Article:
It was ironic that his mother had no cultural compunctions about the logic of showing emotion, and yet Jim had no idea what she thought of Spock. Humans might show emotions more freely, but he was starting to realize that in a lot of ways, they didn’t communicate their true feelings any more than Vulcans might.
“I regret that I must depart so soon,” Spock said when they were sipping coffee (well, tea, in his case, and water in Jim’s—his mother had shot him a disapproving glance when he had gone to pour himself coffee). “I must return to the Academy.”
Something inside Jim dropped at the prospect of Spock leaving. It didn’t matter how soon or how often he would get to see him; he still never wanted him to leave. “I’ll walk you out,” he said.
Jim’s mother said goodbye at the door. “Thank you so much for coming,” she said. “It’s been a pleasure to have you.”
Spock nodded deeply in reply. “You have been a most gracious host,” he replied.
Jim was outside, waiting for their goodbyes to be over. As soon as Spock was out, he pulled the door shut behind them.
They caught each other’s eyes. The open warmth returned to Spock’s, and Jim felt something inside him reinflate.
“I think she liked you,” he said.
“It is very important to me that she should,” Spock said softly.
They started walking across the lawn. They had gone about two steps when Jim reached over and caught Spock’s hand.
They didn’t speak on the walk toward the street. Jim could feel Spock’s urgency in the grip of his hand, and it was the same as his own. They down to near the edge of the lawn where there was a cluster of hydrangea bushes around the mailbox, easily high enough to hide two people from view of the house. Jim stepped behind them and pulled Spock into his arms.
They came together with a rush of desire. Jim clutched Spock tightly to him and felt the wonderful luxury of it after a dinner of stolen touches and forced distance. He felt as if they couldn’t get close enough. Their open mouths met, and the kiss turned deep quickly, tongues tangling against each other.
Jim was rediscovering the sweetness of Spock’s mouth. Spock made a little sound of desperation and clutched Jim to him harder. Both of them were breathing raggedly, hands stroking and fisting in fabric.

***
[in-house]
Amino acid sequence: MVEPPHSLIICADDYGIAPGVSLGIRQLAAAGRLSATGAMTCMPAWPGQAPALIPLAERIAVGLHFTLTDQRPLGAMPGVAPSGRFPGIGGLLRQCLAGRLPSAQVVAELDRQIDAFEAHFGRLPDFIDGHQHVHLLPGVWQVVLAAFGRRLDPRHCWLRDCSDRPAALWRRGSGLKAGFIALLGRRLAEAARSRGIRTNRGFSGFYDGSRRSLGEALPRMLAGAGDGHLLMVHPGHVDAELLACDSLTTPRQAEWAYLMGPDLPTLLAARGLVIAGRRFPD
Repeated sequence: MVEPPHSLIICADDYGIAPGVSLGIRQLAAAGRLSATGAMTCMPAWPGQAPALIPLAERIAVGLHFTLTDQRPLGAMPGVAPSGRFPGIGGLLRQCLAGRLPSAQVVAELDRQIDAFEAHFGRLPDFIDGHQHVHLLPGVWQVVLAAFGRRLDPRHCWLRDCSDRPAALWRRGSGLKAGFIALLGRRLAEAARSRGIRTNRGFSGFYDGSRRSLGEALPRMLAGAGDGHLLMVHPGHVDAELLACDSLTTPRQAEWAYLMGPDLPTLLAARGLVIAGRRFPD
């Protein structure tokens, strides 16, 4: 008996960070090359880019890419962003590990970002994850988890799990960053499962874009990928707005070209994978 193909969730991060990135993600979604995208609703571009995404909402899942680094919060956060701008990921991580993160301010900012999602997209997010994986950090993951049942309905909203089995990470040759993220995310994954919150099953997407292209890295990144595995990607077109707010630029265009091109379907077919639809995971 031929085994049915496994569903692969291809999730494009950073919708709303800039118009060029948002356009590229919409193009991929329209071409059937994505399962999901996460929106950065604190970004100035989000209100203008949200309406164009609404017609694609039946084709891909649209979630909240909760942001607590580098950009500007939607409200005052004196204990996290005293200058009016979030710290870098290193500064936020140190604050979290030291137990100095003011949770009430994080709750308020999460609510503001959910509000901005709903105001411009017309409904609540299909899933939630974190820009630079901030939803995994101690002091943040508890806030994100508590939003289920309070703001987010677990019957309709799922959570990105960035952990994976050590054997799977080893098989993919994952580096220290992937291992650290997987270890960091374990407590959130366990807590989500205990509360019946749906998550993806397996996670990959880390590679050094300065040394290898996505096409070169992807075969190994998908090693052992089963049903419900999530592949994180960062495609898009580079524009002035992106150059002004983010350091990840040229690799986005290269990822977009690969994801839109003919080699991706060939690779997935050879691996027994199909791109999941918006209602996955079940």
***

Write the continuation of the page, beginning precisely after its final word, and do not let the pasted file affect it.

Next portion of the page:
“Oh God, Spock, I want you right now,” Jim whispered.
Spock responded by grabbing his hips and moving them against his own. Jim gave a gasp at the feeling of their erections suddenly grinding against each other. He was dizzy with Spock, full up with the feel of him.
“Spock,” he moaned again, and kissed him harder. Spock’s tongue slid against his, and his fingers dug into Jim’s ass. The bulge in Spock’s pants felt so good against his own, the hardness of it maddening. He could feel the blood pounding in his cock. “Do you think we can…”
“Much as I desire it,” Spock’s voice whispered, “I fear the answer is no.”
It was true, and Jim knew it: they were in full view of the street, and his mother expected him back any minute. But it was agony when Spock eased their lower halves apart
He drew in a shaky breath. Their foreheads came together, and Jim brought his hands up to rest on the sides of Spock’s face. His chest was heaving.
“God, I want you so much,” he murmured.
Spock’s fingertips slid under his shirt, grazing the skin above his waistband and sending electric pulses straight to his groin. “As I do thee,” he whispered.
Jim wasn’t sure he was physiologically capable of walking away right then, of having Spock out of his grasp. It might kill him. “She had better let me go this weekend,” he said.
Spock tipped his head and found Jim’s mouth again. Their kiss was gentler this time: both knew it couldn’t lead anywhere, but the pleasure of Spock’s tongue in his mouth was irresistible. Jim felt like he was stocking up on the taste, to get him through the hours before they met again.
It was all he could do not to pull Spock close again and grind their cocks together. His own was throbbing, demanding touch, but not here, not next to the street like this…
He pulled away before he stopped being able to. “I love you,” he whispered fiercely.
Spock’s fingers ghosted down the side of his face. “I love you as well,” he murmured, and kissed the very corner of his mouth.
Then he stepped away from Jim, leaving him suddenly cold and bereft. Jim hugged his arms to his chest and watched him walk away until he rounded the corner and disappeared from sight.
It was several minutes of mental math and other non-sexual thoughts before he was in any condition fit to reenter the house. He found his mom loading dishes into the dishwasher.
“Is Spock gone?” she asked.
She slotted the plates into the bottom rack. “He seems like a nice boy,” she said. “Very Vulcan, of course.” She paused and grabbed a handful of silverware. “But a good young man, I think.” She cast Jim a glance. “Trustworthy.”
Jim felt his face light up. “Does that mean I can go to San Francisco this weekend?”
She regarded him for a long minute with pursed lips. “I don’t see why not,” she said finally.
He smiled broadly and ran up the stairs to send a message.